Did you know that some diseases affect black people more than other races? In this article, we’ll show you six of them, breaking down why black people are affected more, and what you can do to reduce your risk.
Sickle Cell Disease
Sickle Cell Disease (SCD) is most common among people whose ancestors originally came from Africa, though people from other regions such as Asia and the Mediterranean also are susceptible. The CDC reports that this disease actually occurs most among people whose ancestors are from a part of the world where malaria was common, and it thought that people with the sickle cell trait are protected from severe forms of malaria. It is estimated that Sickle Cell Disorder affects around 100,000 Americans.
SCD is a red blood cell disorder that is inherited genetically. In this disease, red blood cells that are normally round become hard and formed like the letter C. These cells die earlier than healthy cells would, which means the person suffering has a shortage of red blood cells all the time. Their unusual shape can also cause them to get stuck as they travel through smaller blood vessels in the body.
To inherit SCD, both parents had to have had the sickle cell trait, or sickle cell disease themselves.
Symptoms and complications can include:
- Swelling in the hands and feet where the sickle cells are stuck in the smaller blood vessels
- Problems with the spleen
- Vision loss
- Leg ulcers
Most treatments for SCD are focused on treating the symptoms. The only cure for SCD is a stem cell or bone marrow transplant, but this is very risky and can even cause death. This option is only usually pursued in cases of severe SCD.
To find out the risks of any future children having SCD, get yourself and your partner tested for sickle cell trait. If you are both carriers of the sickle cell trait:
- There is a 25% chance the baby will have SCD
- There is 50% chance the baby will have sickle cell trait
- There is 25% that the red blood cells of the baby will be normal
WebMD reports that black Americans are 60% more likely to have diabetes than white Americans, and the complications are often worse (side note, we mention ‘WebMD Reports’ a few more times in this article, and we’re refering to the link in this sentence). African Americans are 2.5 times more likely to have to get a limb amputated, and up to 5.5 times more likely to get kidney disease. The outcomes are especially bad for African American women, who were 2.4 times more likely to suffer from diabetes than their white counterparts.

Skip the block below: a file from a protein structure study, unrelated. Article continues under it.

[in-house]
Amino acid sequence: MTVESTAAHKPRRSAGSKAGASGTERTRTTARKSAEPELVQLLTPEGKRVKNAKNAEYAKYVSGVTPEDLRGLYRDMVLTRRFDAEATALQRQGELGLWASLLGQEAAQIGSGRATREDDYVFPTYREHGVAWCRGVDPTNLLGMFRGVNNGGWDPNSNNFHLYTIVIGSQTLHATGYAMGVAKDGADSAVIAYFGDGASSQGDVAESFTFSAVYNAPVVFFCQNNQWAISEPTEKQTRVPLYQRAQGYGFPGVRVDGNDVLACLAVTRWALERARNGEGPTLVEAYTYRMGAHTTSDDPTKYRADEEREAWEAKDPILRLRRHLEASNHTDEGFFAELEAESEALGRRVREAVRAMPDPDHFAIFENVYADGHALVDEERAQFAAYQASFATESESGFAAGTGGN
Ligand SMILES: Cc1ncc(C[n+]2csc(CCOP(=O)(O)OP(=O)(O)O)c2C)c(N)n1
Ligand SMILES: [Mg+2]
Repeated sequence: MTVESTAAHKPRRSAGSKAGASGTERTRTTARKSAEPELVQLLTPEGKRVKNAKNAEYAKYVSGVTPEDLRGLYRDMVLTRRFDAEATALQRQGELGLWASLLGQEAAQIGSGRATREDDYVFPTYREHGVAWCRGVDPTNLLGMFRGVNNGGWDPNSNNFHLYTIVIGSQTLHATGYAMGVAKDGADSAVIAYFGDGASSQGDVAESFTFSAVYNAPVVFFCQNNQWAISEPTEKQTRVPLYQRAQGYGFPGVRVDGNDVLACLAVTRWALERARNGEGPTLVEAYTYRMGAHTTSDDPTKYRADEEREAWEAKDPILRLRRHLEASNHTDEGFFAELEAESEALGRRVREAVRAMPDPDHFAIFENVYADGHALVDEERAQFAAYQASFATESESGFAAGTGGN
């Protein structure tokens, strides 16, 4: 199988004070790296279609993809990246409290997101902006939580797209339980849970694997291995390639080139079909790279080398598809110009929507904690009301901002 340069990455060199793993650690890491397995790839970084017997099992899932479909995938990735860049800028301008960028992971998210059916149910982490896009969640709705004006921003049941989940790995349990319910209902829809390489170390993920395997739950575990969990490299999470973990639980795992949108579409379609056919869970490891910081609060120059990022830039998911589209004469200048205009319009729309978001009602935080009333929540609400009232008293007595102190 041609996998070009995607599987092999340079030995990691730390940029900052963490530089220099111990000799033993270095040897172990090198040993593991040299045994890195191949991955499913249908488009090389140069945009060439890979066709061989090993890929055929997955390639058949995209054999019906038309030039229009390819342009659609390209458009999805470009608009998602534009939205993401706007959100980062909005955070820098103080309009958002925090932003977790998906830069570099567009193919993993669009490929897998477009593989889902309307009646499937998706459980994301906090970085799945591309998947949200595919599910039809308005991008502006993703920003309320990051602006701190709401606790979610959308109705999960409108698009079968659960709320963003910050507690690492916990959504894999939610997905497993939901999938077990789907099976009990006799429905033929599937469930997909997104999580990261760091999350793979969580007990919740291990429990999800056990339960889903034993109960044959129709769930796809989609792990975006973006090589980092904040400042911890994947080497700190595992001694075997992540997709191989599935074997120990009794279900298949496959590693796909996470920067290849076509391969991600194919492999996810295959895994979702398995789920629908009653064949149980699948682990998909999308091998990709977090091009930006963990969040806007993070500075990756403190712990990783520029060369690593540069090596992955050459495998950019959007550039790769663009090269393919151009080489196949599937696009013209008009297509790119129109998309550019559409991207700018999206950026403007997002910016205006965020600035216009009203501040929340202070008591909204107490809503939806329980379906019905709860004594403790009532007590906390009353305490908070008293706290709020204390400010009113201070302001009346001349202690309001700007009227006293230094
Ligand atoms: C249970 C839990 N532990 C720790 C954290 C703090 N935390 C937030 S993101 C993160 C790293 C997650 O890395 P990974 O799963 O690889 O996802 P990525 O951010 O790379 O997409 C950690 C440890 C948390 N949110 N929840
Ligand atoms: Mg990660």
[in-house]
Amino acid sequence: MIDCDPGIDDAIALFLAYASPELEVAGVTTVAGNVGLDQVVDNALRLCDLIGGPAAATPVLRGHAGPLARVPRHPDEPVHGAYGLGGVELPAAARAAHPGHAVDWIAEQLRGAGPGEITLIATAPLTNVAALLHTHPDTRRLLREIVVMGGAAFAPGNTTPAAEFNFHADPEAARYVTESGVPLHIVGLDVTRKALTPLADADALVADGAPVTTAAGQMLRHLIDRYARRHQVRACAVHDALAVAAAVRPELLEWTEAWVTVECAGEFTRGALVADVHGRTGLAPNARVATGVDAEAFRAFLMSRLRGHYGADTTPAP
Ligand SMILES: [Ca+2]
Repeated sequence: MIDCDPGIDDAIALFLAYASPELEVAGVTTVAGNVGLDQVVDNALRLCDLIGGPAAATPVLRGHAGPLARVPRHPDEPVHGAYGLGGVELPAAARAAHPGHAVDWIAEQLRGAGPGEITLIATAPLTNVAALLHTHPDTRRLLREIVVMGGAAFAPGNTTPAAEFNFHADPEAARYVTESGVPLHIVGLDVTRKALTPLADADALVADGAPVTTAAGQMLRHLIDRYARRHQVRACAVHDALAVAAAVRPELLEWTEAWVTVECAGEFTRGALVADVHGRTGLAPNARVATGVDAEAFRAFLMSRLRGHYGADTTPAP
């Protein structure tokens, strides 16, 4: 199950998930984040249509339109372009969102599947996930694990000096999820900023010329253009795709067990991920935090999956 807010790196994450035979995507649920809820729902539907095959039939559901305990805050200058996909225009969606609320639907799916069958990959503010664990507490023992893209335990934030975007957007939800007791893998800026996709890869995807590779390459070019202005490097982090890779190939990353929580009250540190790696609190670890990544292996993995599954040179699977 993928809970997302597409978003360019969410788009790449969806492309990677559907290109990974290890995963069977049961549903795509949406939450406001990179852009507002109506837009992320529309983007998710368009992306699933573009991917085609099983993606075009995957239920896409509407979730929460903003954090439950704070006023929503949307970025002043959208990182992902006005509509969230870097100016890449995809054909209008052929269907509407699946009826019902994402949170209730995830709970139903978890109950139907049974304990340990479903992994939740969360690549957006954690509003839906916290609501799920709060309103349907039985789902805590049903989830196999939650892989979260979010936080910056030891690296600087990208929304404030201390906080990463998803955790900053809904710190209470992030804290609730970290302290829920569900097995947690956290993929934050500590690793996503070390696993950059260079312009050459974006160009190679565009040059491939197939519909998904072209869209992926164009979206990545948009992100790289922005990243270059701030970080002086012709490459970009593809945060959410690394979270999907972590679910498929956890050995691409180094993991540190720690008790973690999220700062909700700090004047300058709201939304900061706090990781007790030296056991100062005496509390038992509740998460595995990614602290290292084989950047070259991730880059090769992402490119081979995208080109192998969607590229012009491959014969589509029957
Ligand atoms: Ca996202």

Linda Kao – who ran a study with Johns Hopkins University in Baltimore – says a number of factors are involved in this. One of the major ones was weight. She says that one of the most important findings in their study was that 50% of the extra risk African American women carried was due to having excess fat.
Type 2 diabetes occurs when the body can’t use or make insulin properly, the hormone which regulates blood sugar levels.
The NIDDK has a huge list of 50 ways you can prevent diabetes. Check it out here.
Hypertension/High Blood Pressure
WebMD reports that black people often develop hypertension, also known as high blood pressure, earlier in life. 42% of black men and 45% of black women over 20 have high blood pressure.
Researchers are not fully sure why African Americans suffer with hypertension more than other races, but some factors include:
- Genetic factors – black people in the US seem to be more sensitive to salt than other races, which can increase the risk of high blood pressure
- Environmental factors – black people worldwide have about the same rates of high blood pressure as U.S. whites. But in the U.S., African Americans have much higher rates. This is thought to stem from economic inequality and discrimination which affect health outcomes.
To reduce your risks of high blood pressure, you can:
- Lose weight if you are overweight
- Reduce salt and fat in your diet
- Increase your intake of potassium in your diet
- Exercise more
- Give up smoking